Friday Fun: Josephine Baker and Her Rainbow Tribe

Something a little bit different for this Friday Fun post. Josephine Baker achieved her greatest success outside her country of birth, the United States. She moved to Paris when she was still very young, and it was there that she became idolised as the Black Venus of cabaret performance in the 1920s and 30s. She was also active in the French Resistance during the war and in the civil rights movement in the US in the 1950s and 60s. Part of her activism was her well-intentioned but rather misguided ambition to raise a Rainbow Tribe. Unable to have any children of her own, she adopted a total of 12 children of different ethnicities to prove they could grow up together in harmony. She also deliberately raised them with different religions. At her magnificent estate in the Dordogne Chateau de Milandes she created something of a theme park, including a hotel, a farm, rides, and the children singing and dancing for visitors, included in the price of admission.  That sounds to me horrendously like a zoo, and she certainly was not beyond typecasting the children to ‘represent’ their ethnic group, but she no doubt meant well. She later had to sell the chateau as she got into massive debt, and was taken in by her friend Grace Kelly, by then Princess of Monaco. The chateau is now open once more to visitors.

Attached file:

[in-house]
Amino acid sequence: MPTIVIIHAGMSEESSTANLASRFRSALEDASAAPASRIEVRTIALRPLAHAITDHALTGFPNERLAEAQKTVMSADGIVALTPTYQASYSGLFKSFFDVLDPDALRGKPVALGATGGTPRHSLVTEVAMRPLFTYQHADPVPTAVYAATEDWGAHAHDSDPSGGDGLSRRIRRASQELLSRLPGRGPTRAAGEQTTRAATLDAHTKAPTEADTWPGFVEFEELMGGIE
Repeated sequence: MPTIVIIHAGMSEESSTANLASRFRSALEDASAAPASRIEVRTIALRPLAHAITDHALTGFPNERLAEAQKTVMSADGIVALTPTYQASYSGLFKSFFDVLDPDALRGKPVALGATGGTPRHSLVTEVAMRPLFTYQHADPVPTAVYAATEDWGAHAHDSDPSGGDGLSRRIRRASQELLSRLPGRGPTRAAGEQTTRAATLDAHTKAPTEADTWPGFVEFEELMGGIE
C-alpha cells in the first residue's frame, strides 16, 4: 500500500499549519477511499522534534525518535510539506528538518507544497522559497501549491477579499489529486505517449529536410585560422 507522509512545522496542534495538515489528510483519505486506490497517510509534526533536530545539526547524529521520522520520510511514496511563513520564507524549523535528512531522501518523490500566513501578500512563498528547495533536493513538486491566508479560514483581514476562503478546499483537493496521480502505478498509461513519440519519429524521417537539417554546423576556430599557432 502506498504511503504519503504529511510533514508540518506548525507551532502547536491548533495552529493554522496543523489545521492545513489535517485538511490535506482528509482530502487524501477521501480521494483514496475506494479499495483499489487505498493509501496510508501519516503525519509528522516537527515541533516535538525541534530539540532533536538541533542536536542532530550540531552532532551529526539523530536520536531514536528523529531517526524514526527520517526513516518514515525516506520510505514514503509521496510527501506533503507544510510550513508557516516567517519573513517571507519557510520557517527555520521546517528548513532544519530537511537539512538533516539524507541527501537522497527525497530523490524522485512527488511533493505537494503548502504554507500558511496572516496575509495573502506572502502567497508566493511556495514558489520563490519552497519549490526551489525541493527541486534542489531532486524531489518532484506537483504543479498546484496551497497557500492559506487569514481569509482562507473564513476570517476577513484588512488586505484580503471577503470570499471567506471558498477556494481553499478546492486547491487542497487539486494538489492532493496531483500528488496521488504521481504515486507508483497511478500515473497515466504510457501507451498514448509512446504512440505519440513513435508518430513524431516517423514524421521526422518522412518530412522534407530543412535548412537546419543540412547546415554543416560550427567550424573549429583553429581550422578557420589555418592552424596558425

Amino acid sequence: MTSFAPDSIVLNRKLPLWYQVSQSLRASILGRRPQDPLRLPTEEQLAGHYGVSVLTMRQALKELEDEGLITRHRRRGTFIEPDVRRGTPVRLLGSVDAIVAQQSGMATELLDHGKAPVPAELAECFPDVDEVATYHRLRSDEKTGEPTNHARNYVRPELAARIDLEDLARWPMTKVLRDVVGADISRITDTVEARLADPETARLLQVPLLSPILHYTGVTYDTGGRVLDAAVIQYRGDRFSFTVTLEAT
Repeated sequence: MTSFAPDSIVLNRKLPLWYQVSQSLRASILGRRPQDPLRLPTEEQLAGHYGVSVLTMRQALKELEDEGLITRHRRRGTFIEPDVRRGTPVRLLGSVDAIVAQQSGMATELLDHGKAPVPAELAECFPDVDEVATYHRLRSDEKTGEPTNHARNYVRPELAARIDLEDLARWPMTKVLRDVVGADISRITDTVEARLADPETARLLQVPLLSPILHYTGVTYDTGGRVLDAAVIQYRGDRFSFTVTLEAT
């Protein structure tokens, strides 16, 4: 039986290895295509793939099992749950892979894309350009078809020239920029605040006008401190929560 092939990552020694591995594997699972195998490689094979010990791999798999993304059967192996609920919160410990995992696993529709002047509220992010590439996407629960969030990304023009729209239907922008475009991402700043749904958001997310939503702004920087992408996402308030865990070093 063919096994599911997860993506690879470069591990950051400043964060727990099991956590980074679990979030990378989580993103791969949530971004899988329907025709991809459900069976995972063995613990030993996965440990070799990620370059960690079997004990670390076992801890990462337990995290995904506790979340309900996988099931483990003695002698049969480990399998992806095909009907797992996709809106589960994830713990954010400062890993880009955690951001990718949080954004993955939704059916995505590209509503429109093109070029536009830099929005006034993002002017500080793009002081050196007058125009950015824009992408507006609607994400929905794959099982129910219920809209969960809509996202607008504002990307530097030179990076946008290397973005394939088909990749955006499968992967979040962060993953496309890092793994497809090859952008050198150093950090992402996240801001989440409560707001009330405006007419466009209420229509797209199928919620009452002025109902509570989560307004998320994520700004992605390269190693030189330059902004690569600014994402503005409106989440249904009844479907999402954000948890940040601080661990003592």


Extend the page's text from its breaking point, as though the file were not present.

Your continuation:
The rainbow tribe in the mid 1950s.
Chateau de Milandes in the present-day, from its own website.
Josephine Baker with her fourth husband and her children. From YouTube.
The front aspect of Chateau de Milandes, a genuine 15th century French chateau in the Dordogne.
Josephine at the chateau with the children in the 1960s.
The dining room at Chateau des Milandes. From TripAdvisor
Finally, another of Josephine Baker’s houses, in Le Vesinet, Paris, bought when she first achieved fame in the 1920s. The house is privately owned and not available for visiting, but this is where Josephine walked her pet cheetah.